Robert Vázquez, owner of the Latin Kitchen restaurant in the Bronx, told representatives of MillerCoors LLC yesterday that his establishment would no longer serve the company's beer, in protest of the company's use of the slogan "Emborícuate." He also contacted the Beer Institute to denounce what he considers the expression's perpetuation of a negative stereotype.
In recent years, some bloggers have pointed out the similarity of the slogan to "emborrachate," which, in Spanish, means to "get drunk."
Karina Diehl, a public relations manager at Coors, issued a press statement denying the negative connotation of "emborícuate." "We are using the term 'emborícuate' – a new expression that means 'become a Puerto Rican' or, as our advertisements say, 'Be proud and lift your Puerto Rican spirits' – so that everyone can celebrate Puerto Rican culture during the Puerto Rican Day parade, including people who are not Puerto Rican."
Coors has been using the phrase for three years in its advertising for the Puerto Rican Day parade, which will be held this year on June 12th. MillerCoors said that during the three years they had used the slogan, "It was well received by those who attended the parade and Puerto Rican consumers, and was never misinterpreted."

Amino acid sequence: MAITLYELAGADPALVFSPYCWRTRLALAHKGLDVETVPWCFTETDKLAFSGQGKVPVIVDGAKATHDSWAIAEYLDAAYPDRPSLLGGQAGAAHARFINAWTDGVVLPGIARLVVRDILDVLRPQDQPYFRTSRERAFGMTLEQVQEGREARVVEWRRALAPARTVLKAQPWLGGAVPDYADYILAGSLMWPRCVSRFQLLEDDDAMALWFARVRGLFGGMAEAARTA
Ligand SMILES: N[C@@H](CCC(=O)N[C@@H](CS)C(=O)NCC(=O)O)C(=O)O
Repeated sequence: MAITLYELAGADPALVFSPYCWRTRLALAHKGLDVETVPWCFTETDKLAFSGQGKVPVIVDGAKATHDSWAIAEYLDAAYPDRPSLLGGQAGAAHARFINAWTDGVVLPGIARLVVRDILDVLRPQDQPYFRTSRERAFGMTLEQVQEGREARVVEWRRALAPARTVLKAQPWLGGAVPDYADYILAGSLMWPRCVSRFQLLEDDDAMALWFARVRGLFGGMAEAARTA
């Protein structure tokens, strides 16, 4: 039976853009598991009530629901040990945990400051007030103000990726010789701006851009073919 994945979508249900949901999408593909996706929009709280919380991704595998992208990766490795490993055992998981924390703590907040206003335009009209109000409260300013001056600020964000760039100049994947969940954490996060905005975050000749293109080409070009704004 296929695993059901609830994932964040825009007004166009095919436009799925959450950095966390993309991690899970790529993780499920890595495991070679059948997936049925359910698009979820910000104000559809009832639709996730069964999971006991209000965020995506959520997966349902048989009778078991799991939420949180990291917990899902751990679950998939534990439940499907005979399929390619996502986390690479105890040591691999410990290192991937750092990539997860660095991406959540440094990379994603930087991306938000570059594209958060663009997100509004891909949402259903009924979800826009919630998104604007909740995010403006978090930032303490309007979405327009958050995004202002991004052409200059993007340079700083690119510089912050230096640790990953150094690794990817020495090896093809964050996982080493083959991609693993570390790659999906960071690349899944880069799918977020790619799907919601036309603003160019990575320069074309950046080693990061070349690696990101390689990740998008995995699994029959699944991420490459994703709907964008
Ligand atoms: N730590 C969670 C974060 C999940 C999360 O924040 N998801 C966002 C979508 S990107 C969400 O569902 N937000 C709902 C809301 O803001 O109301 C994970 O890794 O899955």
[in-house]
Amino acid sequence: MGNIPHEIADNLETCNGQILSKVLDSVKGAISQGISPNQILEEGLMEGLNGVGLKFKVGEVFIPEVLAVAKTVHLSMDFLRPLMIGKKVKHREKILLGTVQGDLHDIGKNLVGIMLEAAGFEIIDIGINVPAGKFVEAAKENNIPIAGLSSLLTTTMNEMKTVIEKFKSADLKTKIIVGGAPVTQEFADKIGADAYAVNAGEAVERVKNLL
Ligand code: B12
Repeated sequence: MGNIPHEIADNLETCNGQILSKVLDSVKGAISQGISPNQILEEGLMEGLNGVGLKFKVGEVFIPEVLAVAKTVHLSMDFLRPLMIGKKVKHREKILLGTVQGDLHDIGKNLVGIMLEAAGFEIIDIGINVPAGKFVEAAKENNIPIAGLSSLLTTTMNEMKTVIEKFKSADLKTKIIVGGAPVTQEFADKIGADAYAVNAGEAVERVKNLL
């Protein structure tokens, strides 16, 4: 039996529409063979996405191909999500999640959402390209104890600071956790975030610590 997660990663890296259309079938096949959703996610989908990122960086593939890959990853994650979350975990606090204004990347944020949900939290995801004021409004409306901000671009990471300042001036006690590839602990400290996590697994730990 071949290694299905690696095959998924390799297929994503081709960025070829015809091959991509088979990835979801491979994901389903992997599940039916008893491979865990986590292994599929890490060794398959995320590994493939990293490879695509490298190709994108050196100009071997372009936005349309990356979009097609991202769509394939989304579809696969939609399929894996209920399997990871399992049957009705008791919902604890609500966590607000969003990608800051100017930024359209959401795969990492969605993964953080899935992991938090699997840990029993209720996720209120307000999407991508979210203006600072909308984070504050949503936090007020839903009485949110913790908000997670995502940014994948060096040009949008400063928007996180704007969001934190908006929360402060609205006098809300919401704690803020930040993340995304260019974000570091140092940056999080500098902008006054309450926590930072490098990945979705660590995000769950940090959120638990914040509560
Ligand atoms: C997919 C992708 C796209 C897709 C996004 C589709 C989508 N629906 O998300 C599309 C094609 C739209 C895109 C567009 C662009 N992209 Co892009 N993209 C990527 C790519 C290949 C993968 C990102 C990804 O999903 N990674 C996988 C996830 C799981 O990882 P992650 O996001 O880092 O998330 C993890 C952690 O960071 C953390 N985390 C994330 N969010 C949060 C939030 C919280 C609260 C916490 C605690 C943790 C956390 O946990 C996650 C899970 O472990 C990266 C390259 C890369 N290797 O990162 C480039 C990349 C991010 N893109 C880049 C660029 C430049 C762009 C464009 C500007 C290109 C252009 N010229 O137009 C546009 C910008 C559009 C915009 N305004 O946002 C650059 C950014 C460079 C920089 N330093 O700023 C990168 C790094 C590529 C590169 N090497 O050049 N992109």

This year, however, the campaign turned controversial when a TV viewer called Channel 11 (WPIX) to complain. The conversation got heated on Twitter; web pages now exist for gathering signatures to demand that Coors stop using the slogan and to boycott the company. Monserrate Torres, radio host of the program Midnight to Daylight on Hot 97 (WQHT) said that, "The connotation is obvious and disrespectfully implies that we Latinos are alcoholics."
When asked if he protested the phrase in years past, Torres said he had never paid attention because it seemed unimportant. "But this year they donated a lot of money to the parade and you can still see the slogan at bus stops," he said.
The organizers of the Puerto Rican Day parade said that so far, they have not received any formal complaints from associations or individuals. Javier Gómez, spokesperson for the Puerto Rican Day parade, said that Coors' contribution was "instrumental" because of its support for multiple initiatives, including a $75,000 scholarship program. In a press release, he denied that the campaign is trying to insult the community, but rather "was created to celebrate Puerto Rican pride each June, in support of the parade."